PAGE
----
Im not lost…
One of the most common questions we get asked at Dig Deep is ‘how hard is the navigation on … (choose between UTPD, Peak Trails 50 or 30!)’. The following blog is an attempt to put some perspective on that question and also help you to make your own mind up.
The UTPD, Peak Trails 50 and 30 all follow circular routes through the Peak District and are, for the most part, unmarked. Im some of the high moorland areas the route can feel relatively remote but the trails are mostly on very well established paths and trails.
So, whats it actually like?
Well, the starting 10 km is fully marked on all 3 of the ultras. This part of the route leads to Burbage North car park (CP 1 and water stop). We mark this part route in preparation for the shorter races on the Sunday so it will be VERY obvious where you need to go. Once at this point then its time to start navigating! The reality is that unless you’re fighting for position at the front there will be a decent amount of people in front of you leading the way. However, as always, don’t just follow everyone else! If we had a £1 for every person who told us that they went the wrong way because they followed someone else… well…
Further along the way there are a number of checkpoints. These are really useful as a navigational aid as they are clearly shown on the race maps. So, when you reach one it is important that you check the map – some of the checkpoints are significant splits in the races and you don’t want to head off following someone running a different distance to you!
After you leave the first check point the actual navigation isn’t difficult. You will be mostly following linear features (like the top of Stanage Edge) and the significant changes in direction are often where the check points are. However, there are a few twisty sections where a recce would be beneficial (Bradwell would be a good example).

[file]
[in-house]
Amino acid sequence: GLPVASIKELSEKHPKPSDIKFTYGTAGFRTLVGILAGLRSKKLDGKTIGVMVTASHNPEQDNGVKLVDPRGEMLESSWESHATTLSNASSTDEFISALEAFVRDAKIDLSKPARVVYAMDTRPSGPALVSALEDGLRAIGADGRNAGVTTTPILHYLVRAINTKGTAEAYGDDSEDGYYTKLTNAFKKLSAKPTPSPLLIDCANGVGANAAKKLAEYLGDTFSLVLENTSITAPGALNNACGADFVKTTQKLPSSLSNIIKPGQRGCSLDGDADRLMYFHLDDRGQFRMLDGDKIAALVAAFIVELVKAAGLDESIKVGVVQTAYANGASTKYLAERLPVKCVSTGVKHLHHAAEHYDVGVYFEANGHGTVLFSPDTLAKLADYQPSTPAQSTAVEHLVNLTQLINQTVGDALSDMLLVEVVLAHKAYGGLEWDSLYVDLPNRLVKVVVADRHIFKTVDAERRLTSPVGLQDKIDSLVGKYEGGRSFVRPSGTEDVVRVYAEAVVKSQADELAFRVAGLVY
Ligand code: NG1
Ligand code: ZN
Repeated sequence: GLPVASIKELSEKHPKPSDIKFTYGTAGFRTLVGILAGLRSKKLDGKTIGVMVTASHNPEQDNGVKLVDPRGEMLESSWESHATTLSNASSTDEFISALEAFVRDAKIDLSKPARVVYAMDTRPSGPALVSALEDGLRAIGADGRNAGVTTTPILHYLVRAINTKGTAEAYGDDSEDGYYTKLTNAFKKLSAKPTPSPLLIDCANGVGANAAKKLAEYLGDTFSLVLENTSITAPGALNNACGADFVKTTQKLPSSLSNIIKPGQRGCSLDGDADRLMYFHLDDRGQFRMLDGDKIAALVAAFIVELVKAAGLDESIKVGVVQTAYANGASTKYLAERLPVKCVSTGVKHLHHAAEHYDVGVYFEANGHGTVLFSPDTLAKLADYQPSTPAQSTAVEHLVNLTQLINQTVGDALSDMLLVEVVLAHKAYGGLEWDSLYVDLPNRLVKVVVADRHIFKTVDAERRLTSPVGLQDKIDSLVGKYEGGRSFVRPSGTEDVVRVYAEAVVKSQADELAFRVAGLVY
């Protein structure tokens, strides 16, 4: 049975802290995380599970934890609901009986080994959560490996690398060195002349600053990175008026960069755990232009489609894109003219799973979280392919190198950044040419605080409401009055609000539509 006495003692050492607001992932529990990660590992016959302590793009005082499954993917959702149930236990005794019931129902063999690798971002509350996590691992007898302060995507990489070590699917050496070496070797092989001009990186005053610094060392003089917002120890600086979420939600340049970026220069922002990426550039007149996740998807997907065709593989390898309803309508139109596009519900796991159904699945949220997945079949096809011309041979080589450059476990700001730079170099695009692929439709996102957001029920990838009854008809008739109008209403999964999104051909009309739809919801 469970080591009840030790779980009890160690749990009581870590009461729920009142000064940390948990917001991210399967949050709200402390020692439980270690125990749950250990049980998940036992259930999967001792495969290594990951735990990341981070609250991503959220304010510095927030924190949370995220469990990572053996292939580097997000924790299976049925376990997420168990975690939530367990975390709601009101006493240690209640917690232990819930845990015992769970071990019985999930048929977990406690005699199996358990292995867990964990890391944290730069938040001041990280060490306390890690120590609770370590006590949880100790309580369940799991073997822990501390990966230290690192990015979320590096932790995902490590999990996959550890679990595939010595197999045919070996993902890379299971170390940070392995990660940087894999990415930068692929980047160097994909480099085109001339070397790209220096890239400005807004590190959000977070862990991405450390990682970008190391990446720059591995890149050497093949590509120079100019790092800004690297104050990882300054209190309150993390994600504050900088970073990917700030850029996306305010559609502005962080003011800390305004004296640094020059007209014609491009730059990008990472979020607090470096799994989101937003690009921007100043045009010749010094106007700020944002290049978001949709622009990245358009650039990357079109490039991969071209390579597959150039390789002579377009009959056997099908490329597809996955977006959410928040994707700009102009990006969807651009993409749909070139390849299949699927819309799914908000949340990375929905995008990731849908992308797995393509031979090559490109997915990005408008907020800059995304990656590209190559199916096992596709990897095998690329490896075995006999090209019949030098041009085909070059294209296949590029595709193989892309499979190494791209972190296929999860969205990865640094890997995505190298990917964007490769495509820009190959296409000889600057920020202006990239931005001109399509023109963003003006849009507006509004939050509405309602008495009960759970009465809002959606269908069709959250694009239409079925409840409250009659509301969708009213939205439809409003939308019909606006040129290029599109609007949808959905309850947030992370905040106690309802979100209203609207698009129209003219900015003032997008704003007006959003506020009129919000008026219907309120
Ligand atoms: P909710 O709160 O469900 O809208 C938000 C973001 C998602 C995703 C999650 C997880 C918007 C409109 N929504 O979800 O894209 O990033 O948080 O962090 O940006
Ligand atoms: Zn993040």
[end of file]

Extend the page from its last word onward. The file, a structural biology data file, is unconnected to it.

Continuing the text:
As you get closer to the finish of your routes the way will once again be fully marked. For the final 9 – 10 km you will have the comfort of signs pointing the correct route back. Very helpful when you are tired!
The following is a list of the most common reasons why people have got lost (temporarily mis-located sounds much better);
- Missed checkpoints (there are time penalties on each one) i.e. ran straight past them
- Following others
- Not checking the map
- Not checking the compass
- Batteries ran out on GPS/watch/phone/head-torch etc etc
- Being tired and not concentrating
- Going DARK and not knowing how to navigate in those conditions
- Not having a decent/bright head-torch
OK, so what can you do to prepare? The following is a list of top tips:
- Look at the map before hand and make notes about features, hills, checkpoints and significant turns.
- Keep focused on navigation throughout. Concentrate on where the checkpoints are and where you are on the map.
- Know how to ‘set’ the map (either use a compass or use ‘map to ground’).
- Know how to take a simple compass bearing. This really helps to make sure you are heading in the right direction.
- Know roughly how fast you are travelling. E.g. if you are running at roughly 10 minute mile pace then you know that if you have been running for 25 minutes you should have traveled 2 1/2 miles.
- Keep the map in your hand at all times (this stops complacency) if you are in an area you don’t know.
- Look out for checkpoints. So many people run straight past them when they are tired!!!
- Carry spare batteries if you are using electronic devices.
- Use a good quality head torch (beg or borrow one if you don’t have one already) if you think you are going to be out in the dark.
- Whenever possible recce the areas you don’t know.
The reality is that there isn’t any difficult navigation on any of the Dig Deep routes. BUT, the navigation becomes a significant factor when you get tired, especially if you don’t know the route very well. However, what makes these races special is that they are self navigated. In every year since the start of Dig Deep people have lost places (including top 3 places!) through navigation errors and by simply missing the dibbers at checkpoints! Keep focused and you’ll have no trouble! Good luck!
We run race recce days in June/July before each race. Fell Running Guide David Taylor also runs navigation courses in the Peak District.